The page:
Much to the surprise of many, the “fiscal cliff deal” brought much needed certainty to the federal estate tax. At the end of 2012, the federal estate tax exemption amount (temporarily at $5.12 million) was scheduled to revert to $1 million. Many expected that Congress would temporarily continue the $5.12 million exemption amount or some time later in 2013 make it permanent at $3.5 million. The permanent $5.12 million exemption (indexed for inflation) was a welcomed compromise for many. The fiscal cliff deal also made permanent the “spousal portability provision.” Under that provision, a surviving spouse can tack onto his or her federal estate tax exemption amount any unused exemption of the deceased spouse. As a result, married couples in a first-time marriage may no longer need to divide their assets into separate revocable trusts to minimize federal estate taxes. Although some states, including Maine, Vermont and Massachusetts, impose a “state” estate tax, New Hampshire currently has no estate tax.
The exemption amounts as indexed for 2013 are as follows:
• The federal estate tax exemption and federal gift tax exemption are both $5.25 million each. However, the estate tax and gift tax are unified, which means that the estate tax exemption and the gift tax exemption are tied together. An individual can give away a total of $5.25 million of his or her estate either all during life, all at death or a combination of some during life and some at death. For example, an individual who gives away $1 million during his lifetime can give away only $4 million at death without incurring an estate tax. Any amount over $4 million that passes at death would be subject to the federal estate tax. Married couples can give away $10.5 million.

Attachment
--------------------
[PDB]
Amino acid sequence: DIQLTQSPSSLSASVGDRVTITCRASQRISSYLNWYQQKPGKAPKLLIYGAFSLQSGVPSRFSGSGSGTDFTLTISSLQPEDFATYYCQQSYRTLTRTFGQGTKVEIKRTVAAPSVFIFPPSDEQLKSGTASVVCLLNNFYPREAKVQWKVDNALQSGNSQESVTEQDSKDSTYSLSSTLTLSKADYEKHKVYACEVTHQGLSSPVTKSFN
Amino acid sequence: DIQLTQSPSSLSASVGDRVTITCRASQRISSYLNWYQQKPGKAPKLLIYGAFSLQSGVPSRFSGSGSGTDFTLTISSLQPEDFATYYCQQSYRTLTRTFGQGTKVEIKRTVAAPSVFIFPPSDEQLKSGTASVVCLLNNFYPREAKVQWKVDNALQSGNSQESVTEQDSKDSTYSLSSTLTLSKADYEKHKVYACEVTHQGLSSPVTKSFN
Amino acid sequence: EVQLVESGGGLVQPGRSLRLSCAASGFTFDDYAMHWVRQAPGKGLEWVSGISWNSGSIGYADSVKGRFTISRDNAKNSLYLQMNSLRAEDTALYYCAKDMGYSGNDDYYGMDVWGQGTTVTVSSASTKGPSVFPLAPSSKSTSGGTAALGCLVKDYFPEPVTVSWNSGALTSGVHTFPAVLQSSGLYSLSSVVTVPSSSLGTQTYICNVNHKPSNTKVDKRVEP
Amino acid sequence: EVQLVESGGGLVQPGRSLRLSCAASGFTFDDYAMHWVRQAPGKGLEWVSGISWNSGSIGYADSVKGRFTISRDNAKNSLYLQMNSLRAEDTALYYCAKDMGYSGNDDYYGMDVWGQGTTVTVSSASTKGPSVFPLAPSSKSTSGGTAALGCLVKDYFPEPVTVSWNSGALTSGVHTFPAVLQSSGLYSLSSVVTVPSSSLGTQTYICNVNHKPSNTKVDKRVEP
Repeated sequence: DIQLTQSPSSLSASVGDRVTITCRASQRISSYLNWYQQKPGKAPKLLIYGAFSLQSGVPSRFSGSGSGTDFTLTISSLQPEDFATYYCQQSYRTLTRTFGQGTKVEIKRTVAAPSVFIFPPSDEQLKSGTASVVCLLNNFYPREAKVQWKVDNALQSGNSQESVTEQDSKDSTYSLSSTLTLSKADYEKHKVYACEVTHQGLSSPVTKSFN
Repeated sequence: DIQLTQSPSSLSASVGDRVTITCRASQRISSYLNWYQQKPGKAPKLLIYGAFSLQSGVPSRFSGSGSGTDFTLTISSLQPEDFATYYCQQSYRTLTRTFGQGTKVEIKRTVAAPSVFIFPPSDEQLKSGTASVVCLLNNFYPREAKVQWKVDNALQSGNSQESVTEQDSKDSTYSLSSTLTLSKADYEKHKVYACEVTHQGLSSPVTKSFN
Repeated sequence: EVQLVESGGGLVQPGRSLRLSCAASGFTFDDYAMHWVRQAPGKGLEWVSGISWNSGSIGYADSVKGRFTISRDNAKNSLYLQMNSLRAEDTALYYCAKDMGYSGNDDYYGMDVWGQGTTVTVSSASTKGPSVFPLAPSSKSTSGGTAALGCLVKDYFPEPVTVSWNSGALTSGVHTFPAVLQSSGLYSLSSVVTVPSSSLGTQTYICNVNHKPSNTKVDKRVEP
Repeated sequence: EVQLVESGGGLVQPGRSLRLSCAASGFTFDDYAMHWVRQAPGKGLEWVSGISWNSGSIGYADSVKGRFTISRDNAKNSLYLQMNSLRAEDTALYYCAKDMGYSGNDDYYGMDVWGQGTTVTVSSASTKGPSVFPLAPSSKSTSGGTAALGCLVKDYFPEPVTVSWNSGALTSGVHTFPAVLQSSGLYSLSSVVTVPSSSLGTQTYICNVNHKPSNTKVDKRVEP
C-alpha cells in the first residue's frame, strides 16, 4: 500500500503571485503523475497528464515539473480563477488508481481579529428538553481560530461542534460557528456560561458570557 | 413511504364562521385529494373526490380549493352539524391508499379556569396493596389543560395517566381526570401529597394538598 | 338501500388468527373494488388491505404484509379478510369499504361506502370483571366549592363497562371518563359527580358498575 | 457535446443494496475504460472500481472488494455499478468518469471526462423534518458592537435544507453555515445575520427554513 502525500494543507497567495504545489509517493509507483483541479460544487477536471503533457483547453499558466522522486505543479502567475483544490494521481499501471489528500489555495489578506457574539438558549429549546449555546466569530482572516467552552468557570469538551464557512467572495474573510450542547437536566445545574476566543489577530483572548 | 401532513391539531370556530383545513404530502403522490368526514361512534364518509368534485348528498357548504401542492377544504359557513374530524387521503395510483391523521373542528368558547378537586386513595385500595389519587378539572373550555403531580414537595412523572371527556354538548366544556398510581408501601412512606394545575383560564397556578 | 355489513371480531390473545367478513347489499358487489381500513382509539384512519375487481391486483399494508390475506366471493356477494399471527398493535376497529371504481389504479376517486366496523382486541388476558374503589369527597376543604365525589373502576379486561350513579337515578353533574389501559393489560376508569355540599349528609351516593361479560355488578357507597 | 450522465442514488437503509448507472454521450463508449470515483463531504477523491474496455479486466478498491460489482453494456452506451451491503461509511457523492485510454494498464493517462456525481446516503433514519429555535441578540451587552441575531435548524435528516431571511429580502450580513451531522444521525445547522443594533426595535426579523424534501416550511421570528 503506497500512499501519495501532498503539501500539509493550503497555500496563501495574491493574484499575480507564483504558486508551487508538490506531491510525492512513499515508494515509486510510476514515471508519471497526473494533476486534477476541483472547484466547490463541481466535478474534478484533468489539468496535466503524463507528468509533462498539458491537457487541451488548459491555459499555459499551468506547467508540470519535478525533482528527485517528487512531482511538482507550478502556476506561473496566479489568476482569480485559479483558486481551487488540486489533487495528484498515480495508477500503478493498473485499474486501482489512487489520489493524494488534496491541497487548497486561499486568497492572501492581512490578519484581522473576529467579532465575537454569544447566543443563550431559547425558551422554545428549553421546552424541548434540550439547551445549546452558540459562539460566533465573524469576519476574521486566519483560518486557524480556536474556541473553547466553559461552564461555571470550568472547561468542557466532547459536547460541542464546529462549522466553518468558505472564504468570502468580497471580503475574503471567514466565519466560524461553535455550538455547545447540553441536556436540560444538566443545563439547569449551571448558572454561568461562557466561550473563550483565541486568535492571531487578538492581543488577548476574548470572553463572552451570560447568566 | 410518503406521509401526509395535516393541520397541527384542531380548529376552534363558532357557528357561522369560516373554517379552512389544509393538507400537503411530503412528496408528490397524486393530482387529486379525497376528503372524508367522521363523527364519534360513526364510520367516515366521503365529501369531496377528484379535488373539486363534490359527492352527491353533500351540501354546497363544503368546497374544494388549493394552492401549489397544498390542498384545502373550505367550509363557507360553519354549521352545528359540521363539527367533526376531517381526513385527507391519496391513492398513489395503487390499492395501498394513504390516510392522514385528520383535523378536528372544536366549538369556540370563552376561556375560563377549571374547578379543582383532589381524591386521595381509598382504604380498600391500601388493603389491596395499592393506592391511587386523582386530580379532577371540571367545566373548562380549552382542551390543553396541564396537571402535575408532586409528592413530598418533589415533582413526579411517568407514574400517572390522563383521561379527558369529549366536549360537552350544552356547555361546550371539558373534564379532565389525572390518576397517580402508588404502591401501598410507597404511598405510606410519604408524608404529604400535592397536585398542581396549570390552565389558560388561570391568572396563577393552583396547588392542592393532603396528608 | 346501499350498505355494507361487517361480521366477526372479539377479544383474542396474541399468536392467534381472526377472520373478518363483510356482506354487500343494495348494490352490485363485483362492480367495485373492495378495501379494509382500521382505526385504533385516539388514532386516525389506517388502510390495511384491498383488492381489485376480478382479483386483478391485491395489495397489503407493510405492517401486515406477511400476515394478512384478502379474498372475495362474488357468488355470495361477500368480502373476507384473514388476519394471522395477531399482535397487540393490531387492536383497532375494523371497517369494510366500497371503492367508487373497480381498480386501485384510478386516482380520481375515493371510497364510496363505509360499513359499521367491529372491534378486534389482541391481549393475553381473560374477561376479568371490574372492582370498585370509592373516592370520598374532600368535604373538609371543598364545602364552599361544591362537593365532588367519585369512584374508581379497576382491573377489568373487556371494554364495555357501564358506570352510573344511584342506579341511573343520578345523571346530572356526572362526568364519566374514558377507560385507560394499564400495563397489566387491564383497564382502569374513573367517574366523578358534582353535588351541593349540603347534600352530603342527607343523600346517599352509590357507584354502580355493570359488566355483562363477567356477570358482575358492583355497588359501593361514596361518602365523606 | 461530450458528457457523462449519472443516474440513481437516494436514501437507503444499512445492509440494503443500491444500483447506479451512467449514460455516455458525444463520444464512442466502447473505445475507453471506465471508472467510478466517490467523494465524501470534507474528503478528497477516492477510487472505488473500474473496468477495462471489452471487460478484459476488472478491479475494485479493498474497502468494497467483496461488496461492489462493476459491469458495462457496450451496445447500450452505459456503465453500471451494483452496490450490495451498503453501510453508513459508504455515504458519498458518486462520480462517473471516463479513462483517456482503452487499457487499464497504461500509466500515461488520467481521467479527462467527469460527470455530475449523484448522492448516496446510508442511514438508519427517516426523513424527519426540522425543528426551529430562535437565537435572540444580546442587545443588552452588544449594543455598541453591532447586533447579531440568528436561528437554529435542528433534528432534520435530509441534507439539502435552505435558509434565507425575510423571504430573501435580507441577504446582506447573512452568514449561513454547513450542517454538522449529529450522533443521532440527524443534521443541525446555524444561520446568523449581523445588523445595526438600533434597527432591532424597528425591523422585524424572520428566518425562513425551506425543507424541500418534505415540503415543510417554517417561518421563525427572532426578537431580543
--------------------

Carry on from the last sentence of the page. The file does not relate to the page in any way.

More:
• The generation-skipping transfer tax exemption is now $5.25 million.
• The annual gift tax exclusion amount is now $14,000 per recipient ($28,000 for married couples). Any gifts to individuals at or below the annual exclusion amounts will not “count” towards the lifetime limit of $5.25 million per person or $10.5 million per couple.
People who put off estate planning in the past because of the uncertainty of the federal estate tax may now wish to put their affairs in order. Those that created revocable or irrevocable trusts that incorporate tax planning provisions – such as a family or marital trust for a surviving spouse, a lifetime trust for an adult child’s inheritance to avoid estate taxes at the child’s death, or a life insurance trust to pay estate taxes – may want to review whether those provisions or trusts are still necessary in light of the higher exemption amounts. While minimizing estate taxes may have been a major impetus for including such trusts or provisions for a spouse or child, there may have been other non-tax reasons to have them, too. Of most importance usually is the protection of the trust assets for a surviving spouse or child in the event the surviving spouse or child were to have creditor problems due to an accident or divorce, or protection of trust assets for the couple’s children if, after one of the couple passes away, the surviving spouse were to remarry and change the couple’s estate plan to divert some or all of the couple’s assets away from the children or a child or were to remarry someone who has insufficient assets to pay for nursing home care and thus consumes the deceased spouse’s assets to pay for that unrelated person’s care. Such a trust would also protect the couple’s assets if a child or surviving spouse had liability risk from a business or profession or had spendthrift tendencies.